The media often focuses on doctors when it comes to issues involving healthcare. However, nurses are usually the first responders when patients check in a hospital.
The patients-to-nurse ratio is a major factor in determining quality of care. While there are no federal standards which mandate minimum staffing, medical facilities and clinics continue to hire nurses at a fast rate. According to the U.S. Bureau of Labor Statistics (BLS), the job outlook for nurses over the next decade stands at 19 percent annual growth, which is faster than other professions.
Some states have a minimum ratio requirement such as regulation-heavy California. After a 10-year advocacy by the California Nurses Association, the lobby won a state mandate which requires a 5:1 patients-to-nurse ratio for all patients coming out of surgery. The Golden State also mandates a 4:1 ratio in children’s hospitals; in intensive care, the requirement is 2:1.
The more nurses available per patient, the higher quality care a patient can receive. According to a study by the University of Pennsylvania, New Jersey hospitals would have 14 percent fewer deaths if they matched California’s patients-to-nurse ratios. The study also found that Pennsylvania could lower their death ratio by 11 percent if the state passed statutes similar to California’s.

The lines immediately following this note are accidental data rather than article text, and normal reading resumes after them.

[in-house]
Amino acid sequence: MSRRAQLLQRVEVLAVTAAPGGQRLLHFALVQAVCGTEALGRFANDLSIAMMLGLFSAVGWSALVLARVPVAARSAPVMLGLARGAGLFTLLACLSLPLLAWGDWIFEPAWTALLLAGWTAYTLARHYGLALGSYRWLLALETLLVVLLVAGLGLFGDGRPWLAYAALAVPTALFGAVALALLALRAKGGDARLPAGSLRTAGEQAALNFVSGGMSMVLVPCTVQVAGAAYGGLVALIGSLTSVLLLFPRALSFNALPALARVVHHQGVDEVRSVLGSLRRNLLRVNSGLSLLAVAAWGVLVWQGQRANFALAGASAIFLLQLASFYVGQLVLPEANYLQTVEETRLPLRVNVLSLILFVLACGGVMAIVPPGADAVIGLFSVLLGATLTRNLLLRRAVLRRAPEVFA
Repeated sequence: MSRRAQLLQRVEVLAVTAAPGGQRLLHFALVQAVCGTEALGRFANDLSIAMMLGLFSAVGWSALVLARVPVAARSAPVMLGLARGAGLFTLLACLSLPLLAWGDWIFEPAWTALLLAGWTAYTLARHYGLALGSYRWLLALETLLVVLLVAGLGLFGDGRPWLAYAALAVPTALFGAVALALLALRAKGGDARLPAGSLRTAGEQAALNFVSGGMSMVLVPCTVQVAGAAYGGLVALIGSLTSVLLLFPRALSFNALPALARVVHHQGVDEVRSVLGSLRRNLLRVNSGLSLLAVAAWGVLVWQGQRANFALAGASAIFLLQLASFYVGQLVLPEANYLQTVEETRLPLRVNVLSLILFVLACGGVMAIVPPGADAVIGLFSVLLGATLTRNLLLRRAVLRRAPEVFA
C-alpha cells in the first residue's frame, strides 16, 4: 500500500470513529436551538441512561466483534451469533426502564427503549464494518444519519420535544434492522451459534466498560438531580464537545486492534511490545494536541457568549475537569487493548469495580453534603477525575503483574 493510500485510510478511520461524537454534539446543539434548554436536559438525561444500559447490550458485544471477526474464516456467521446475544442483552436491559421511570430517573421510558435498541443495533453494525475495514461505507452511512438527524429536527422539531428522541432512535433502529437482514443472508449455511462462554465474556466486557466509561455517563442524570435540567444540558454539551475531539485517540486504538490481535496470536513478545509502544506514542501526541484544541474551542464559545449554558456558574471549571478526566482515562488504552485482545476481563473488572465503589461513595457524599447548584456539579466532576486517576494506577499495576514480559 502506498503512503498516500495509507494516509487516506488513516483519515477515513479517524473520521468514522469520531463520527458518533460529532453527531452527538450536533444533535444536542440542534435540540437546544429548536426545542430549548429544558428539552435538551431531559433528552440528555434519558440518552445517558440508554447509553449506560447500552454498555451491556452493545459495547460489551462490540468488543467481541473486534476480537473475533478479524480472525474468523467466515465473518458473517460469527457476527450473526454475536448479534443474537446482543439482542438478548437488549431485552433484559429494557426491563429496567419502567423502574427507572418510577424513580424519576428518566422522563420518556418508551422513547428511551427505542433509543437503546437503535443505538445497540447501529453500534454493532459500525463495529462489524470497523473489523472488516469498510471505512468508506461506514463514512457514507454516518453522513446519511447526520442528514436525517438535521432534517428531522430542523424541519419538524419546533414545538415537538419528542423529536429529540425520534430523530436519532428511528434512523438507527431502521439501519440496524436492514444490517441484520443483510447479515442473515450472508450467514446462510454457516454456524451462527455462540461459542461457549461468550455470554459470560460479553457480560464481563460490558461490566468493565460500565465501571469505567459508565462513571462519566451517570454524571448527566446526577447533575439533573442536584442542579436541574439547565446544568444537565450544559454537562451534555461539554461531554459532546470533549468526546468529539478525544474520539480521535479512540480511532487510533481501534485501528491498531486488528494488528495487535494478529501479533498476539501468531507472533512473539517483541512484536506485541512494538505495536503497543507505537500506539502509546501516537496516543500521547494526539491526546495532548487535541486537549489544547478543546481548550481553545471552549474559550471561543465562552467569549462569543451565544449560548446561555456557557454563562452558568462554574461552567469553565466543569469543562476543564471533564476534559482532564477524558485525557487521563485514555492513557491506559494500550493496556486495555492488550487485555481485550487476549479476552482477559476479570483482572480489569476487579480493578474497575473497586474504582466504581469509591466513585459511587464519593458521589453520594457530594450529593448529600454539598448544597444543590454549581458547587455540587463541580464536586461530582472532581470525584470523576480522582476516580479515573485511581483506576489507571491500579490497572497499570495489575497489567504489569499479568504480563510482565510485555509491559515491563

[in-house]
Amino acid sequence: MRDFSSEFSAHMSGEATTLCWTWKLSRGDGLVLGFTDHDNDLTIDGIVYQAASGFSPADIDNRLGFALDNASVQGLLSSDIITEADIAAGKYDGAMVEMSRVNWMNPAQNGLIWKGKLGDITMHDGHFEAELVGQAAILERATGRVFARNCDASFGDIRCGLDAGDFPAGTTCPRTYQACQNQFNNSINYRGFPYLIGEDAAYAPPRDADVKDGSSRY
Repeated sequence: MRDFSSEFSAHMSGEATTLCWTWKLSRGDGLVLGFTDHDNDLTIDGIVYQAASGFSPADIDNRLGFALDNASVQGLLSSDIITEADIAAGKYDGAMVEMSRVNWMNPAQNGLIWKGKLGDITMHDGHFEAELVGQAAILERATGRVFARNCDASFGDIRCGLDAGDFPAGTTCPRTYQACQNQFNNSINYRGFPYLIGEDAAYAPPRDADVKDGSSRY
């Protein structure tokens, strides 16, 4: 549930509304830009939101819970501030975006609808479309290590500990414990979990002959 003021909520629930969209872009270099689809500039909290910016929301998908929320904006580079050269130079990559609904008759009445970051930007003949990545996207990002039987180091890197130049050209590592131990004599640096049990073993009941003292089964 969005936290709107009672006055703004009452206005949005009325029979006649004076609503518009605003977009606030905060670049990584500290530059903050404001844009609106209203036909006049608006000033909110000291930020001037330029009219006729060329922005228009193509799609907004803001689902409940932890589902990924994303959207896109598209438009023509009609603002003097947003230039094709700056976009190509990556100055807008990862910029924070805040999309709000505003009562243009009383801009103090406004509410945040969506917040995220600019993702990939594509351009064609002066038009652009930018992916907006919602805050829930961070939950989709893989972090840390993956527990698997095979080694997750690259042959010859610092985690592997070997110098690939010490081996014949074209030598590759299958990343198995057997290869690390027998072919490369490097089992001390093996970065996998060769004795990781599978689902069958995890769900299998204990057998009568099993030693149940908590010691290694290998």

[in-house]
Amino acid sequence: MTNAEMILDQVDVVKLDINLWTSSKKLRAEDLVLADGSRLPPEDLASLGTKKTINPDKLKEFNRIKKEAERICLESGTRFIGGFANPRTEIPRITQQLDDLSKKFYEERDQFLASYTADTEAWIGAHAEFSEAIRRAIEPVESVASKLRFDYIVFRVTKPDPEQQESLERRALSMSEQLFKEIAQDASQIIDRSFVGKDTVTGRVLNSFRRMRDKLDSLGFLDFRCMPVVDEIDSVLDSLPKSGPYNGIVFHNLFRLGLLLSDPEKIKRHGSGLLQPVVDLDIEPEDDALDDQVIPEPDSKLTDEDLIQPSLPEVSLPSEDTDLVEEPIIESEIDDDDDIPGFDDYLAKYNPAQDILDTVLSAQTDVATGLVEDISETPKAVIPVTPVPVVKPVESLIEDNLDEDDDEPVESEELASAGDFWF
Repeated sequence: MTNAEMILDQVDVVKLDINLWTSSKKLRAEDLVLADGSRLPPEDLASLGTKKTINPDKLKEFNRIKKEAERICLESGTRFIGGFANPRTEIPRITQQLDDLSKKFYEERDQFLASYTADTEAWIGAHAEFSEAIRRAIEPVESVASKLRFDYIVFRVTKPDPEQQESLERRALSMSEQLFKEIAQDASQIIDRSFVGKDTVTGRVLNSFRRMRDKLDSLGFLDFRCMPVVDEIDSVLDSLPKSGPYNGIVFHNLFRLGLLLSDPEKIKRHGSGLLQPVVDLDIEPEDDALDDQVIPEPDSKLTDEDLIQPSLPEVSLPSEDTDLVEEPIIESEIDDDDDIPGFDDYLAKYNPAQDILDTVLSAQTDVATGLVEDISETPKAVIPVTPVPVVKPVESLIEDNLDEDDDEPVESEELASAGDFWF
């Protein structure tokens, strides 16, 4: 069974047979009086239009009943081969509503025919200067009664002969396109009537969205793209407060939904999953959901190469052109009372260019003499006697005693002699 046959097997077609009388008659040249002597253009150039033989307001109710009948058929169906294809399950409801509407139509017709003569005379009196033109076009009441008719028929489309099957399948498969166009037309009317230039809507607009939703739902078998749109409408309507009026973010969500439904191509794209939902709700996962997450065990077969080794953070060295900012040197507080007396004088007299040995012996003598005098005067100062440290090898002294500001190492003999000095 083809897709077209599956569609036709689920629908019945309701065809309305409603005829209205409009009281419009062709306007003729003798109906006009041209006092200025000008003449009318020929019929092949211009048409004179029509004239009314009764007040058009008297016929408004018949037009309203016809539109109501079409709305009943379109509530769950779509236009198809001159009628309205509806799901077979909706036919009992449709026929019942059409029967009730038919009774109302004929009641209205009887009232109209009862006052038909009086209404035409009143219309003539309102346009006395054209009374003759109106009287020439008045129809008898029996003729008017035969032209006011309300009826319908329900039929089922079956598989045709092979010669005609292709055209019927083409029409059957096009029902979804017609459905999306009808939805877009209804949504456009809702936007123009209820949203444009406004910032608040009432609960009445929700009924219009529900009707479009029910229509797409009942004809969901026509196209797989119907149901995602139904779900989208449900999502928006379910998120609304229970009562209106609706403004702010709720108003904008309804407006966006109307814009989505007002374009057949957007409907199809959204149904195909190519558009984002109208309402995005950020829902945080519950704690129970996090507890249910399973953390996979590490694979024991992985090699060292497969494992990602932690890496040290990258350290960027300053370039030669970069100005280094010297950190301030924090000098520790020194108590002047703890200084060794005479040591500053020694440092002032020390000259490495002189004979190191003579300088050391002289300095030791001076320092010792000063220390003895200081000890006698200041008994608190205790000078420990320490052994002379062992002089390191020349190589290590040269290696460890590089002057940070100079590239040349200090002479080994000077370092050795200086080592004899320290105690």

Such mandates may also protect hospitals from lawsuits that involve understaffing — in addition to political considerations on behalf of a union lobby.
High Quality Care
Fewer patients assigned to a nurse means faster response times, which is critical during an emergency. If a patient undergoes a sudden decline in blood pressure or oxygen, an overwhelmed staff may not notice the problem until it’s too late.
Aside from better care, a favorable ratio reduces tension in an already stress-filled work environment. With added staff, hospitals can also implement other priorities such as electronic health records (EHR), which is a federal mandate under Obamacare.
In addition to improved ratios, some hospitals incentivize nurses for taking additional training. The extra education and experience enables medical personnel to advance in their careers, or acquire preferred schedules such as daytime shifts.